MANILA – Deputy Speaker Michael Romero wants to keep the Philippine stock market open to ensure liquidity in the country’s financial system amid the coronavirus threat.
In a statement on Wednesday, Romero said while the Philippine Stock Exchange had shortened its trading hours from 9 a.m. to 1 p.m., public funds have to be traded publicly every day.
He warned that closing down the stock market is tantamount to making public funds private, which prevents market liquidity.
“The stock market should be open because of its character of being a public exchange. Closing down the stock market makes the stocks traded private. Making stocks private closes the market liquidity in the country. With stock market trading already being all virtual there are no people to people contact anymore,” he said.
“One way to keep the economy moving is to make sure the funds keep circulating. Our country’s financial system is intact. The system has to remain liquid, so it must stay open,” he added.
The Securities and Exchange Commission (SEC) has approved the offsite trading protocols that the PSE adopted while Luzon remains under a month-long enhanced community quarantine to contain the coronavirus disease (Covid-19) outbreak.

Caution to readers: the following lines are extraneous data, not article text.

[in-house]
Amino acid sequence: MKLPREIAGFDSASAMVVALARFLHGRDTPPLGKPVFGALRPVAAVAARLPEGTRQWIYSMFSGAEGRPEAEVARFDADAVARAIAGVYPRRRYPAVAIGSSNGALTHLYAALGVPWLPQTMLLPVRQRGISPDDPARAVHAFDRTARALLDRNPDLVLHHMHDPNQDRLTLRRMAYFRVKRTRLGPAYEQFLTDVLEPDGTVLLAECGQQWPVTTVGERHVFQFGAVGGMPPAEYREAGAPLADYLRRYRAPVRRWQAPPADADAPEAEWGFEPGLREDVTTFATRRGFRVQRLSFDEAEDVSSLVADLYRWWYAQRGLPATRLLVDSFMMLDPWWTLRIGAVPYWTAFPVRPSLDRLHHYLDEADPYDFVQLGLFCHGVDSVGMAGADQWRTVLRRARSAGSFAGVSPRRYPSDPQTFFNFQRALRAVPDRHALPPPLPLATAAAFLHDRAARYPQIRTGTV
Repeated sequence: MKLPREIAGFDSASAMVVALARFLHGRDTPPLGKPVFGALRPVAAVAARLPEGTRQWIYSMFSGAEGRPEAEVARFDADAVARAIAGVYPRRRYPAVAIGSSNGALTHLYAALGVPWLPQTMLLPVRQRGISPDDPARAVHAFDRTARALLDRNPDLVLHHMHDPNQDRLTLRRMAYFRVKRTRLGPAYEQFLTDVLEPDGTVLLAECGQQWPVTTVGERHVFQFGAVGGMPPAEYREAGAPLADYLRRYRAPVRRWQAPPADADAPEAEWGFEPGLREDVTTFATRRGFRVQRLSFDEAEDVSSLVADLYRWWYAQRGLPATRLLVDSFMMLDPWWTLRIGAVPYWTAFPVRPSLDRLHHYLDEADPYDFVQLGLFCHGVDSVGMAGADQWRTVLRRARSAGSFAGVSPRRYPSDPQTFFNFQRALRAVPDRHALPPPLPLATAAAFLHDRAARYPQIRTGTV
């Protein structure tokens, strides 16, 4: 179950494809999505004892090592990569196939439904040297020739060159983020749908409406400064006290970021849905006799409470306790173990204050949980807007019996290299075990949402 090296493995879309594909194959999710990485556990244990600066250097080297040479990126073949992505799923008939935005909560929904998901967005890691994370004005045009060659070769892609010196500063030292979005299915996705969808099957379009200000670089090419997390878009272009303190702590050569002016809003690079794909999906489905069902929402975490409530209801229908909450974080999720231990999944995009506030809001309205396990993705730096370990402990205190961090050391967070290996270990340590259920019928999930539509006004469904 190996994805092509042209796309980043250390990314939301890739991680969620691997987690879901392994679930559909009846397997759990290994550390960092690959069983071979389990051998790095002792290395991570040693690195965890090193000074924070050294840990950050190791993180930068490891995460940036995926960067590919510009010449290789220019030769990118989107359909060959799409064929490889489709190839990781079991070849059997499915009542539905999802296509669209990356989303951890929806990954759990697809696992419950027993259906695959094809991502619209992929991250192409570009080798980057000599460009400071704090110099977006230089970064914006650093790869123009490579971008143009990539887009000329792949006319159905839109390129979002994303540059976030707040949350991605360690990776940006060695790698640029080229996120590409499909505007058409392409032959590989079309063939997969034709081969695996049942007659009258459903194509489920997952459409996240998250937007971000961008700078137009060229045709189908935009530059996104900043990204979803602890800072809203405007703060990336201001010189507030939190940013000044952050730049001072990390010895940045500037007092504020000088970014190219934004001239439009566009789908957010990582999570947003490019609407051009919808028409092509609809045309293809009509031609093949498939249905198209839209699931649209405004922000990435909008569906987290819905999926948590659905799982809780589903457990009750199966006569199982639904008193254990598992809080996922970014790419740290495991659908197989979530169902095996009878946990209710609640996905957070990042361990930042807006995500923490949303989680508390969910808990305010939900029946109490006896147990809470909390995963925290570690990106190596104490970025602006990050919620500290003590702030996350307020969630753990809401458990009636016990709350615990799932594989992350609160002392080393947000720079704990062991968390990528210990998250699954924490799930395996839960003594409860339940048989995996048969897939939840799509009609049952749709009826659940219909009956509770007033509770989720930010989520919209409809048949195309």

Romero said the government is crafting the details of its economic stimulus package that will primarily target the micro, small and medium enterprises.
“Our stock market and the national economy have been through many slumps before and even in those slumps there were profits to be made, companies grew, markets expanded, and new opportunities were discovered. There are two opportunities that come to mind,” he said.
He stressed the need for a working Farm Commodities Trading Board for the electronic trading of rice, corn, vegetables, fish, and livestock.
“This Farm Commodities Trading Board would be our country’s systemic solution to supply, demand, and price fluctuations during normal times and crisis periods. The PSE and Agriculture Department have been working on this for a number of years now. It is high time that the groundwork is laid soon after the front end of the Covid-19 crisis is over,” he added.
The lawmaker also suggested that the economic agencies, along with the Inter-agency Task Force on Emerging Infectious Diseases, to require staggered payment of the accumulated debt on top of the minimum 30-days postponement on the bill payments.
“Now is not the time to cripple or further disable our MSMEs. Staggered payments will give the small businesses time to get their financial house in order, help them recover, and keep their employees, thereby reducing unemployment,” he added.
To support micro and small businesses affected and cushion the economic impact of the spread of the Covid-19 virus in the country, the Small Business Corporation is setting up a PHP1-billion Enterprise Rehabilitation Financing facility under the Pondo sa Pagbabago at Pag-asenso (named COVID19 P3-ERF). (PNA)